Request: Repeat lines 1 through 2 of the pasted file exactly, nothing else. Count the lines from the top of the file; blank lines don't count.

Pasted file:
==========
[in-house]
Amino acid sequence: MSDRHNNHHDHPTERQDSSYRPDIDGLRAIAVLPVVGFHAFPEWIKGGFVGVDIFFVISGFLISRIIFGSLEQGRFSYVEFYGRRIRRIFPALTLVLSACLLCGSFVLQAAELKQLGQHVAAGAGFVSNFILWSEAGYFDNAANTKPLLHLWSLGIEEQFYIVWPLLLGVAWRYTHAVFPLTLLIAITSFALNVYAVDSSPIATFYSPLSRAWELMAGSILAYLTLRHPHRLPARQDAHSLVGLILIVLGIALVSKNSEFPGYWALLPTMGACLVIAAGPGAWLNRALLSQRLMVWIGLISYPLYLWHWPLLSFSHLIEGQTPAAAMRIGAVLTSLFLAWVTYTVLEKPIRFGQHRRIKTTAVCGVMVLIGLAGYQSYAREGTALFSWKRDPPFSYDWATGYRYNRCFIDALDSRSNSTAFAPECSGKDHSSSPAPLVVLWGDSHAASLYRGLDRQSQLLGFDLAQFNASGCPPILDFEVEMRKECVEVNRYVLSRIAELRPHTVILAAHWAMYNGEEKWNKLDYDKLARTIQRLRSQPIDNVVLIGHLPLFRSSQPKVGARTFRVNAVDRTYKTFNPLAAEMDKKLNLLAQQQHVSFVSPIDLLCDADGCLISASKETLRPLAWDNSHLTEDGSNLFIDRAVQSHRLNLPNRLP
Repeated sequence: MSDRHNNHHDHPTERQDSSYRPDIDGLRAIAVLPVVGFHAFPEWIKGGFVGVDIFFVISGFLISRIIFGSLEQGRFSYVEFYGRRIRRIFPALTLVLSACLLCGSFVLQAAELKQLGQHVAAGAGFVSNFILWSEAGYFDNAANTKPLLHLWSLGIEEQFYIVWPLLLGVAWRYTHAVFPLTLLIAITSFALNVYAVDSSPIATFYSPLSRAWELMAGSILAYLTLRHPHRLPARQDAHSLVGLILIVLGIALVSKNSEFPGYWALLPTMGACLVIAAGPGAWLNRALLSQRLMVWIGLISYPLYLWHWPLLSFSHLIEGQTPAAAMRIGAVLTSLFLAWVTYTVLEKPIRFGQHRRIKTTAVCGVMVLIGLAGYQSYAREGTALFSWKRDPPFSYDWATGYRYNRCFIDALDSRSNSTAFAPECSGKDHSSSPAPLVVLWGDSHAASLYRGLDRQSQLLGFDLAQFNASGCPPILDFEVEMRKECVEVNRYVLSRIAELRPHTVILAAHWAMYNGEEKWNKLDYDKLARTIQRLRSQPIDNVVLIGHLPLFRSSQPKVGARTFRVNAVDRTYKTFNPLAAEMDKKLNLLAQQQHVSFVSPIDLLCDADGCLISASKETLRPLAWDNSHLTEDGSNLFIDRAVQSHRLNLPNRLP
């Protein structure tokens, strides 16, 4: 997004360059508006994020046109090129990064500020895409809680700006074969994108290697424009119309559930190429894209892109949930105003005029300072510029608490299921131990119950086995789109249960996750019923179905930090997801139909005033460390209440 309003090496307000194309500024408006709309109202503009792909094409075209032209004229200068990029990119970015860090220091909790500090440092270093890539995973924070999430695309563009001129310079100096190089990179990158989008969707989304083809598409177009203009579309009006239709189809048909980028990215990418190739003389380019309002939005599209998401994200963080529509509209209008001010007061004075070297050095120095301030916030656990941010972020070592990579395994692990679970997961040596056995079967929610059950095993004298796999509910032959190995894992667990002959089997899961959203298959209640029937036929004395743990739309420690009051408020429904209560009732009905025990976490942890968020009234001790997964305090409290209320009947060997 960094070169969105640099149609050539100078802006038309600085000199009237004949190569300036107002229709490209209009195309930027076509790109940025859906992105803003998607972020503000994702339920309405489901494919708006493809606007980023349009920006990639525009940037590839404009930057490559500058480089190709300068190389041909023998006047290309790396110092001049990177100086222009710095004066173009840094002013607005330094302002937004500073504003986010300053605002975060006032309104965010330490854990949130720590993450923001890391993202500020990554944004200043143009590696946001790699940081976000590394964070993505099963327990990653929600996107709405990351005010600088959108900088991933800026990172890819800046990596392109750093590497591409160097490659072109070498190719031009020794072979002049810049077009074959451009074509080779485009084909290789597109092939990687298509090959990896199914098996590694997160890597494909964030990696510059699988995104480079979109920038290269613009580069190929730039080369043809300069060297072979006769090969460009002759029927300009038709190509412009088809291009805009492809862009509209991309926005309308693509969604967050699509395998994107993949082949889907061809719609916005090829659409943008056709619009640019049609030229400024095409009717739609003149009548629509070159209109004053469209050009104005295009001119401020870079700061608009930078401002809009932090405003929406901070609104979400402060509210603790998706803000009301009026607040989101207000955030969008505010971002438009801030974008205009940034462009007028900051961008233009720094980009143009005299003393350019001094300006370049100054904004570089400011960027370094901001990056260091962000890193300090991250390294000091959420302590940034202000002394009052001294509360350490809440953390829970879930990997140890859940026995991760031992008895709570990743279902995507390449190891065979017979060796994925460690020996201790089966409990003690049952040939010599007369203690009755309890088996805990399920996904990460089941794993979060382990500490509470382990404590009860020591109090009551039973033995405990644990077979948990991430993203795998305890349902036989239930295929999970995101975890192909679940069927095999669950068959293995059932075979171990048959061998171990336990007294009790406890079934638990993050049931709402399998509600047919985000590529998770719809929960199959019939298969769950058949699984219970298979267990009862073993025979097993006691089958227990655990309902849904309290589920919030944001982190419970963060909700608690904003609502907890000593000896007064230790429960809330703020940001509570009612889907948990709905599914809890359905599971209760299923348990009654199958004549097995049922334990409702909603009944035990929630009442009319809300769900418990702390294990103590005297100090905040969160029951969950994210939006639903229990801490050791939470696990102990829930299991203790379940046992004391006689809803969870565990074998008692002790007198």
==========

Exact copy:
[in-house]
Amino acid sequence: MSDRHNNHHDHPTERQDSSYRPDIDGLRAIAVLPVVGFHAFPEWIKGGFVGVDIFFVISGFLISRIIFGSLEQGRFSYVEFYGRRIRRIFPALTLVLSACLLCGSFVLQAAELKQLGQHVAAGAGFVSNFILWSEAGYFDNAANTKPLLHLWSLGIEEQFYIVWPLLLGVAWRYTHAVFPLTLLIAITSFALNVYAVDSSPIATFYSPLSRAWELMAGSILAYLTLRHPHRLPARQDAHSLVGLILIVLGIALVSKNSEFPGYWALLPTMGACLVIAAGPGAWLNRALLSQRLMVWIGLISYPLYLWHWPLLSFSHLIEGQTPAAAMRIGAVLTSLFLAWVTYTVLEKPIRFGQHRRIKTTAVCGVMVLIGLAGYQSYAREGTALFSWKRDPPFSYDWATGYRYNRCFIDALDSRSNSTAFAPECSGKDHSSSPAPLVVLWGDSHAASLYRGLDRQSQLLGFDLAQFNASGCPPILDFEVEMRKECVEVNRYVLSRIAELRPHTVILAAHWAMYNGEEKWNKLDYDKLARTIQRLRSQPIDNVVLIGHLPLFRSSQPKVGARTFRVNAVDRTYKTFNPLAAEMDKKLNLLAQQQHVSFVSPIDLLCDADGCLISASKETLRPLAWDNSHLTEDGSNLFIDRAVQSHRLNLPNRLP